I think of the wrongs done by the unconscious perspectives of whiteness and of the harm done to all, including the white children on the privileged side of the fence — and to the innocent bonds of friendship among the young — what we lose seems unbearable —

      • JanetC says:

        Heartbreaking, indeed. And not a far-fetched connection at all. A very vivid image of the cost of the wrongs done, whether deliberate or unconscious.

      • Michaela McCormick says:

        Yes, Catherine, unbearable. In my case, my first encounter with racism was similar to the one you recount, when at age seven, I asked my mother if my friend Steve could come home with me after school and play. She asked if that was the “colored boy” I’d been talking so much about, and when I said “yes,” she said it would of course be alright with “us,” but we had to consider what other people might think. I was totally baffled and dismayed by her response, but I think subconsciously felt a massive barrier dropping down between me and Steve, our friendship denied by one who loved me most.

  12. Katharine says:

    There are a lot of things that struck me here… I also agree that the statement “Body movement was only encouraged on the playground or in physical education” rings true for me as well. As a white woman who grew up in an environment that was focused on academic excellence, it took a 200 hour yoga teacher training course for me to really get comfortable with movement and being in my body – and in a non-competitive way. I’ve recently started noticing my discomfort in talking about race – such as feeling the urge to fidget when the topic comes up – and how our “conditioning” to “be polite and do the right thing” comes up as a sense of stiffness that underscores a lot of silence that perpetuates injustice.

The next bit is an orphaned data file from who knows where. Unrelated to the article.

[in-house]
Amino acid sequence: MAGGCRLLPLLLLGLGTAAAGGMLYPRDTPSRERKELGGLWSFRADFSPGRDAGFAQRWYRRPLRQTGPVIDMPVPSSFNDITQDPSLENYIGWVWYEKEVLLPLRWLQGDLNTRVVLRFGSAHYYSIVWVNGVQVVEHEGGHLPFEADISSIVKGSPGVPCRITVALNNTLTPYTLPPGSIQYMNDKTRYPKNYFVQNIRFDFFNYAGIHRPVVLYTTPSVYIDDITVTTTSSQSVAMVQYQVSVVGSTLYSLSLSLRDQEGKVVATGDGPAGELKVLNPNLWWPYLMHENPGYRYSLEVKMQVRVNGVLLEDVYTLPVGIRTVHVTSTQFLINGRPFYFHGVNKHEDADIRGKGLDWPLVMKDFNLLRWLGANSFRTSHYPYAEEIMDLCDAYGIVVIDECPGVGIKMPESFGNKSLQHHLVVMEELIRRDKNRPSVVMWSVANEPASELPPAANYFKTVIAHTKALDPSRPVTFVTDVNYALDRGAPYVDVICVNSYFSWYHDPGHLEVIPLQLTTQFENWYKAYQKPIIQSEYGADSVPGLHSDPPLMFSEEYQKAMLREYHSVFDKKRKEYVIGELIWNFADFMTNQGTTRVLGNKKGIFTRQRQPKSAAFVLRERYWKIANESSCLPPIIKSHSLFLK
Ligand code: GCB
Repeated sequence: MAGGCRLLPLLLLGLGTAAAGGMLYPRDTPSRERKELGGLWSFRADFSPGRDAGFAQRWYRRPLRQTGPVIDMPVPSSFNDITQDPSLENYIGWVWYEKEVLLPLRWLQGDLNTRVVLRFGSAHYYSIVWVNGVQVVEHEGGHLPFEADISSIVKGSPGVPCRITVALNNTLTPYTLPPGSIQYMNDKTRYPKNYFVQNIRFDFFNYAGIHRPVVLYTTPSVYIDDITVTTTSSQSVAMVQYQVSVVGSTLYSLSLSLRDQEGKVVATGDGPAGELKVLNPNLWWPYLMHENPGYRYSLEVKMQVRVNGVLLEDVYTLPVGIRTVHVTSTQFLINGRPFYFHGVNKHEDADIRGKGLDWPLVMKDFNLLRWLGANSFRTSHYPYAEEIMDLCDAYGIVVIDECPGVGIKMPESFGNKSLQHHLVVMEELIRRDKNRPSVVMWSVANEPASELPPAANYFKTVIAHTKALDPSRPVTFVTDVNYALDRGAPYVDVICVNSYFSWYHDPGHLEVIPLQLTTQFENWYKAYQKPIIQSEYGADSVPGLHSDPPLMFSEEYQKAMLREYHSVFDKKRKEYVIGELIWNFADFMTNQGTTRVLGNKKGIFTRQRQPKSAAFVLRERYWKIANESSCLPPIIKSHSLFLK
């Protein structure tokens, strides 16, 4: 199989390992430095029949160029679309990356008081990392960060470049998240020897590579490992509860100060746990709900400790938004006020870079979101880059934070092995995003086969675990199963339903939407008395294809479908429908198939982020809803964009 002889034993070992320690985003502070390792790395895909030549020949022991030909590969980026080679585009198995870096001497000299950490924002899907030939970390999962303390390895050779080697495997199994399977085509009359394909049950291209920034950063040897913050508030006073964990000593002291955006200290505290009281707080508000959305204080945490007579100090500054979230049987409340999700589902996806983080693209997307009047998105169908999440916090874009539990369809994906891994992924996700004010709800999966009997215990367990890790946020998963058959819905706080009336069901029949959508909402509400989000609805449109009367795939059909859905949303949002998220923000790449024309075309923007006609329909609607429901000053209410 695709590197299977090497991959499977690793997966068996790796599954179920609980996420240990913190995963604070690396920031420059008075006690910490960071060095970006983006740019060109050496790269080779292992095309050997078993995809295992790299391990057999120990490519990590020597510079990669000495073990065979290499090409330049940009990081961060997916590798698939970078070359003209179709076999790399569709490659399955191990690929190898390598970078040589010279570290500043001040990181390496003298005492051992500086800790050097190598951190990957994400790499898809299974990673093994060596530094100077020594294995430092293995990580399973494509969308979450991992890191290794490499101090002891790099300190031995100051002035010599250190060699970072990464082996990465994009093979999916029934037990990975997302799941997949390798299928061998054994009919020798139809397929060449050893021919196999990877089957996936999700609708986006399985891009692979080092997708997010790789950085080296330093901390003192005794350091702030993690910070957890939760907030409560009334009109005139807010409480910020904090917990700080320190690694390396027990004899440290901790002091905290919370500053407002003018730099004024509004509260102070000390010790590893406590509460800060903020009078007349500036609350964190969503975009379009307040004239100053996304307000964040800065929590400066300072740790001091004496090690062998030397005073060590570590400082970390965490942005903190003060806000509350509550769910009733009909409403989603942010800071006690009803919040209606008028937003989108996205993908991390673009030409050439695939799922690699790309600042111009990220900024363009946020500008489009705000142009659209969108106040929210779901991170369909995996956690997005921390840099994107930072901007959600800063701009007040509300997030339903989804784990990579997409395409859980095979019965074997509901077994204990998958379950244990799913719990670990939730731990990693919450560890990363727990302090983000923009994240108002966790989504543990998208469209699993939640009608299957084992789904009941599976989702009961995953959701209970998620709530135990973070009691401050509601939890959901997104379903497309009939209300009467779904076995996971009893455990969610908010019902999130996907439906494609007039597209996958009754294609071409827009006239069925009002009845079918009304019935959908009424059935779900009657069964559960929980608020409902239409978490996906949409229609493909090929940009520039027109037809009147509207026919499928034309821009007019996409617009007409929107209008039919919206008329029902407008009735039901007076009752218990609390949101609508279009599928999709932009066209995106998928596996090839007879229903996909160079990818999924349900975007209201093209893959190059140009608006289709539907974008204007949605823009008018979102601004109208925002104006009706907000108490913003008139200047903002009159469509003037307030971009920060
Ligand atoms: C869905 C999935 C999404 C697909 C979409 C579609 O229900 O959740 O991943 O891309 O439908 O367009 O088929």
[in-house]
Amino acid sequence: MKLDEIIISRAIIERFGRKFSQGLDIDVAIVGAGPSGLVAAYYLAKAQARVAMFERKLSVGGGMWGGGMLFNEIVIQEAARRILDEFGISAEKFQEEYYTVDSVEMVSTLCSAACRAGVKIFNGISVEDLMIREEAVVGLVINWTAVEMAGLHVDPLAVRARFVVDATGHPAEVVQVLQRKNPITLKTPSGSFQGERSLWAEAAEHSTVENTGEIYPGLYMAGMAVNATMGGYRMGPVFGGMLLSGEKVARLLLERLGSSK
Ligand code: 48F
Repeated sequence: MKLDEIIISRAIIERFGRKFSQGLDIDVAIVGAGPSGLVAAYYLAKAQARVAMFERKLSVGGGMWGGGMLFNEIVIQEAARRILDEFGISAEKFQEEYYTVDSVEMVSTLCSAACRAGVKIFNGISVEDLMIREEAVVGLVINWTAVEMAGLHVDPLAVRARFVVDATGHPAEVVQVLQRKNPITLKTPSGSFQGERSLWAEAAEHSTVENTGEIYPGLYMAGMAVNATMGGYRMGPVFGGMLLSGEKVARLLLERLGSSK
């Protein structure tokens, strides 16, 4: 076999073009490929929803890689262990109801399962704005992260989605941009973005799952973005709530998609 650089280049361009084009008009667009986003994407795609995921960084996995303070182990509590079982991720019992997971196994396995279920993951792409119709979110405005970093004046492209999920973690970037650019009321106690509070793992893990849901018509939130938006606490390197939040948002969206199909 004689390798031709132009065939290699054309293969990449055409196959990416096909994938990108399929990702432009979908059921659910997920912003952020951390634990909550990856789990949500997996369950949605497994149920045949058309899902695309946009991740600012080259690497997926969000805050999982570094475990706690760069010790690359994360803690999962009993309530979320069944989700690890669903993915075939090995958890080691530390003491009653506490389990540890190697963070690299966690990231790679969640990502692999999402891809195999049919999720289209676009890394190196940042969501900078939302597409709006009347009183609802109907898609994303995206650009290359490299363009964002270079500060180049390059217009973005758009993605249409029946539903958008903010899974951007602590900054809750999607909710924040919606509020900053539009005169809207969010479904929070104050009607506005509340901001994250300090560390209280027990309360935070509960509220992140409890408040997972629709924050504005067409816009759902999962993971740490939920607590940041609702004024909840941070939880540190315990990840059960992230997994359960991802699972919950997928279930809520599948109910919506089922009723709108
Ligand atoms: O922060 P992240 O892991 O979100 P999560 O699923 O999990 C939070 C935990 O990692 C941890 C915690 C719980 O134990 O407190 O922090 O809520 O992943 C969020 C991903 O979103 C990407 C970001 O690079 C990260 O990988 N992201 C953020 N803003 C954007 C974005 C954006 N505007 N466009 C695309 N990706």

13. Susan says:

    I’m having a hard time reaching back in my memory to notice whether children of color were treated differently in the military schools of my childhood. It didn’t occur to me that they would be, and I doubt I would have noticed if it had happened. As a child I thought teachers liked all girls better than they liked all boys. Girls sat still and we were quiet and respectful. Boys were wiggly, disruptive and disrespectful. I didn’t notice any difference along a racial divide.